Jacques-Louis David — Portrait of Emilie (1795)

July 12: MousterWork #28

My Changes:

Most of the recent characters in this series have been Caucasian, so I opted to change the race this time. Since Emilie’s hair is curly, I thought African American would be a fun fit—especially if I made her hair really long. I also thought it would be fun to turn Emilie into an older sister, and to alter their glances to make it a little more than a portrait.

Things I thought/Questions I asked:

Although this precedes the Victorian era, it’s plain that it’s a precursor—and I’m such a fan of the clothes at this time. I also love long walks and flowers, so the fact that Emilie and her son have both been on a walk together collecting wildflowers creates a generational link. Was this something they did often? What else did they do together? Emily looks friendly, though maybe a little shy? Would we be friends? I like to think we would.

What I noticed or learned from David’s techniques:

Not many artists are willing to use pure white, so I’m awed that David boldly juxtaposes Emilie’s arm with his almost black background. That sense of light is lovely and ensures that we look exactly where he wants us to—and it pushed me to push my values darker than I often do (though finding the right balance was made harder after giving her longer hair . . .). I also admire how well David captured her in the moment: it feels like Emilie just sat down after returning home from her wonderful excursion.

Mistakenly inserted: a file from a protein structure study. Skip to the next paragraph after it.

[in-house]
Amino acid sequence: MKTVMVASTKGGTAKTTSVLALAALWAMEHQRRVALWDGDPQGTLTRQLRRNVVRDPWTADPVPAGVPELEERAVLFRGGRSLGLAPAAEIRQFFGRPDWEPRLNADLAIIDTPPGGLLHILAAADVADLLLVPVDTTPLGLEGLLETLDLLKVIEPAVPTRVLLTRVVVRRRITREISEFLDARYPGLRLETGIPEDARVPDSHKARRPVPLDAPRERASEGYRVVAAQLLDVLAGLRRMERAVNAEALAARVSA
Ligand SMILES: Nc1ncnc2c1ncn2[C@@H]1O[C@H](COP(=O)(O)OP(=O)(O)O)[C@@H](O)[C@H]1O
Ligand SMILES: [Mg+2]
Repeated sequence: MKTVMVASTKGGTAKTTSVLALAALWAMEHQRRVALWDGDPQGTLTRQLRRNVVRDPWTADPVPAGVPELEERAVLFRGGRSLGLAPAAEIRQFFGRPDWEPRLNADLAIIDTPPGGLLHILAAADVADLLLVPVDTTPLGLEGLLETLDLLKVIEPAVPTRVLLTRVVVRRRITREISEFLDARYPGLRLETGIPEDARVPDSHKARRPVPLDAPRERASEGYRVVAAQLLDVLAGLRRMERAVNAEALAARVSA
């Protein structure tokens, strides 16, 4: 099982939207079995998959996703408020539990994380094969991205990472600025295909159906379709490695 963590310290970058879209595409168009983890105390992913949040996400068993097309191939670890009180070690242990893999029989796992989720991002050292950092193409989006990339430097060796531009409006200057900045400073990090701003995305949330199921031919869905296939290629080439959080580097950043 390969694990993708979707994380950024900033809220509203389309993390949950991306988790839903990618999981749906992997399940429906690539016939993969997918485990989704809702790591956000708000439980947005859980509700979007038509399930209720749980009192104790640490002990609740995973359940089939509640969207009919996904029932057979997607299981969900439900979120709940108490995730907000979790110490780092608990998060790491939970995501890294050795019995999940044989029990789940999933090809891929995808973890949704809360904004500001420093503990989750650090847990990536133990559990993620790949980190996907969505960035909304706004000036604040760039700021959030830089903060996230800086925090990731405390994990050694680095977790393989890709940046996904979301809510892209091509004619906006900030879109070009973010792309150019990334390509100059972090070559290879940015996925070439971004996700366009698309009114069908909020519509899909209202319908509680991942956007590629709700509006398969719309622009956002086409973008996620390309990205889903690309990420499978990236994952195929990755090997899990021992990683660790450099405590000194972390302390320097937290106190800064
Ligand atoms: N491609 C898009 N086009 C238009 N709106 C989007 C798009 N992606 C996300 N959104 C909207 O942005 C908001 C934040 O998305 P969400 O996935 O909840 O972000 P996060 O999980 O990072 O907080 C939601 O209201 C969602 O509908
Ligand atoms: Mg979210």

Francisco Goya — Manuel Osorio Manrique de Zuniga (Red Boy) (1787-8)

July 5: MousterWork #27

My Changes:

Since so many of MousterWorks have been full-bleed, I wanted a little variety and made this one a vignette. I also wanted the little boy interacting with the magpie, so I turned his glance downward. Last of all, I opted for a lighter, less dramatic background so you can more clearly be privy to the drama and humor so carefully set up in the piece.

Things I thought/Questions I asked:

This was another favorite painting from my childhood. I don’t think I much noticed the animals—for me it was all about the boy. (I guess my magpie would have found itself in as much peril!) Who is he, and what is it about him that commands our attention? Is it the brilliant red costume, gleaming sash, china-doll skin, or his expression that casts the spell? What is he thinking about? There’s something in the original that makes him look lonely, detached, bored, and innocent (though perhaps not for long!).

Today, I adore Goya’s storytelling. The juxtaposition between the boy’s other-worldly, almost doll-like demeanor and the practically human, intense focus of those cats is the most interesting aspect of this painting.

What I noticed or learned from Goya’s techniques:

Goya has perfect control over color, value, and anatomy, but what I think he does best is how he tricks us (mesmerizes us?) to focus on Manuel before we recognize the danger lurking in the shadows.

Of course, I ignored that technique and turned on the lights . . .

Missed my June MousterWorks? Find them here.

About Me

My name is Angela, and I love how Masterpieces make me think about people painted in time. Hopefully MousterWorks will get you thinking too!

All original images © Angela C. Hawkins